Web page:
Got my "ticket" back in '92. And did the "bullshit half-and-half" due to funding. Then once I was "official," I ran completely outta dough for flying about. So, haven't flown a small aircraft in almost 30 years. Glad to see you're working it out. And, yes, it's serious because things can come at you fast. But don't let that steal from you the great fun and sense of accomplishment that comes with flying. I'm gonna surmise that you decided to start flying due to the fascination. Don't let that get away from you! Am I saying let your guard down? No! But there's a great joy there, too. Stay with it and you'll see. BTW: the FAR/AIM is less about regulation and more about safety. I would call it the Airman's Safety Manual without which the skies would be falling!

  13. Avataaar/Circle Created with python_avatars Anthony X says:

    I got my private pilot's license in Canada some 20+ years ago as a sort of "bucket list" thing. What I recall about the process:

    1. When you're flying the plane, it takes all your attention, split between controlling the aircraft, staying ahead of the airplane so you're ready for the next thing you have to do, running checklists, keeping up with where you are (navigating), and keeping up with communications – either with ATC or announcing your position and intentions to other pilots around you and listening/keeping track of where they are and what they are doing. Pulling our your smartphone or gopro to document the moment is entirely out of the question. Also, it should (if not legally required) be just you and the instructor in the plane, so no videographer either.

    2. Nice that you have that FAR/AIM as a unified resource… I remember all that content spread across at least a half-dozen books and other materials.

    3. Flying 2-3 times a week seems to be the "sweet spot" to make the best progress in the fewest hours; less than that and there is a tendency to forget and have to re-learn or re-integrate previous lessons. Oddly, it also takes some time between lessons to integrate learning, so flying more often doesn't necessarily yield added benefit. I typically aimed to book 3 lessons per week knowing I'd either not find 3 slots or one might be canceled due to weather or other reasons, and I'd mostly get 2 per week.

    Your point about self-flying aircraft is well taken. We are seeing how cars with sophisticated self-driving capabilities are still not good enough to complete a trip entirely start to finish with perfect safety. Cockpit automation can do a lot to reduce pilot workload but human intervention is still required, especially when faced with the unexpected. Aviation has a lot of built-in safety, but that safety can erode quickly, and flight is generally unforgiving of failure – there is no such thing as "pull over and stop" if you need to address an issue.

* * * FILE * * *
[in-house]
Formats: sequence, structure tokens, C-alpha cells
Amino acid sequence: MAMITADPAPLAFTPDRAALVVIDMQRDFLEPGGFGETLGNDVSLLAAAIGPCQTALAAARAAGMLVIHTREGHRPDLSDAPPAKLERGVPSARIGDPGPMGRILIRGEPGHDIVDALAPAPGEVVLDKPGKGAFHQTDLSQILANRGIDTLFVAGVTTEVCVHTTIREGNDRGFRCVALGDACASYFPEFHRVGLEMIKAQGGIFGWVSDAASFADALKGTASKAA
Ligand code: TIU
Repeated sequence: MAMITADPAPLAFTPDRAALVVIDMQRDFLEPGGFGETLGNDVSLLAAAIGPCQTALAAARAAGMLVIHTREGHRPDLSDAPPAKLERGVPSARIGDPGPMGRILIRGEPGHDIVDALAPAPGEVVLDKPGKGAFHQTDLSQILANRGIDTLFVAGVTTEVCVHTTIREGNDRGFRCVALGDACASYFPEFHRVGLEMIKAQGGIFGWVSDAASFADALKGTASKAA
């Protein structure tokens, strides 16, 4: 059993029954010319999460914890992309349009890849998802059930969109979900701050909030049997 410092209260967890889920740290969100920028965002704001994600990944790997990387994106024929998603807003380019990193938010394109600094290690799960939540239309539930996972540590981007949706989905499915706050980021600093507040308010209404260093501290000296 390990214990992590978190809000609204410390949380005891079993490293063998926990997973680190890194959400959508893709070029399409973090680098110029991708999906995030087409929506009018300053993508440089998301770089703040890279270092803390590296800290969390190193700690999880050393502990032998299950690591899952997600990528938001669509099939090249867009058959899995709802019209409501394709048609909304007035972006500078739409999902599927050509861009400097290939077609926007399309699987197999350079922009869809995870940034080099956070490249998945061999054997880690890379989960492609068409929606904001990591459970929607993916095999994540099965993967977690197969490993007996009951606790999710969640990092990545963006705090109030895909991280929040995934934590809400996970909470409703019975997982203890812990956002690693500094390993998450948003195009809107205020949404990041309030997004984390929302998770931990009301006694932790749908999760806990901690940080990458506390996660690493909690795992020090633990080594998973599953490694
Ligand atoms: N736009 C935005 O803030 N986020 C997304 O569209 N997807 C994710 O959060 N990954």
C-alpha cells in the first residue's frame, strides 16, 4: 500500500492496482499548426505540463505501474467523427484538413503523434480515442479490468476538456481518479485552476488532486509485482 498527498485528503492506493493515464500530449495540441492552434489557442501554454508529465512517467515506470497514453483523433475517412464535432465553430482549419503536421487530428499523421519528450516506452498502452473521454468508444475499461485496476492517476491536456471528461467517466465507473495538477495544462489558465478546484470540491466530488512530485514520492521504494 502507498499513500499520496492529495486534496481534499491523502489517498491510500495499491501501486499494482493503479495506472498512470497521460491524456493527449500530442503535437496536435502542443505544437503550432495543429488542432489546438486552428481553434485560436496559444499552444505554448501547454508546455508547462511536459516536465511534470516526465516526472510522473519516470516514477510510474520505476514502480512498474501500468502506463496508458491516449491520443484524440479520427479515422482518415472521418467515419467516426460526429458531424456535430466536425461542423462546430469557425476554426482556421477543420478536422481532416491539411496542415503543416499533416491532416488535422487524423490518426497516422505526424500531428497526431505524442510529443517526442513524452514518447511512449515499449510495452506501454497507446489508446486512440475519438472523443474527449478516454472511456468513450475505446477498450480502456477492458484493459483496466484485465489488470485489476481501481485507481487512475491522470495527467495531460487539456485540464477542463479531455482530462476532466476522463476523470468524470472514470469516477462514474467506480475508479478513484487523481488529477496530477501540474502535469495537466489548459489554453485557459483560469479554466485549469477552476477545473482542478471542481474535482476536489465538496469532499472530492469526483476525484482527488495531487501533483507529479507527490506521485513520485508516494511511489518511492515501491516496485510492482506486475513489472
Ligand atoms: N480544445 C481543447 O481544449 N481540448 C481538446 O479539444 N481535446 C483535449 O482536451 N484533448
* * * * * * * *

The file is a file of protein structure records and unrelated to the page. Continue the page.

Wishing you all the best on your "bucket list" journey.

  14. Avataaar/Circle Created with python_avatars arobatto says:

    My comment to gamers that argue aircraft can be piloted remotely is that if your mission is to go from point a to point b, then utilizing automation and or remote manipulation of the aircraft controls would seem like a logical choice given current technology. However, for me, I earned my private pilot’s license for the direct human tactile experience of being in the cockpit, using all my senses, judgment, skills and training that lead me to that point. This need to do this, I believe, is hard wired in most humans that can only be rationalized when we experience first hand the joy, satisfaction and excitement of venturing as participants in the real world.

  15. Avataaar/Circle Created with python_avatars Stephen Mann says:

    Flying an airplane is easy. Even a gamer can do it. Most air carrier aircraft can make CAT1 landings with no input from the pilot. That is, in zero-zero visibility all the way to touchdown, autobraking, and even turning off the runway.

    What the human in the cockpit brings to the show is knowing what to do when something goes wrong. No robot would know how to detect an odd vibration that wasn't there before. No robot could know how to handle a flat tire on landing. No robot would be able to handle a power failure. Robots are fine while everything is working as expected. But when the shit hits the fan, you will want a trained person in the cockpit.

    After you get the basics of flight behind you, your instructor will mostly be teaching you what to do when something goes wrong.

    Every student pilot hits a plateau and thinks they just cant "get it", where "it" is a complex maneuver. If after a while you just can't grok, get another instructor to work with you. Their technique may be different enough that you suddenly find the maneuver easy.

    When you are ready for your checkride, remember that you will have already done everything that the designated examiner asks you to demonstrate. And, that's all that the checkride is- a demonstration of what you have learned.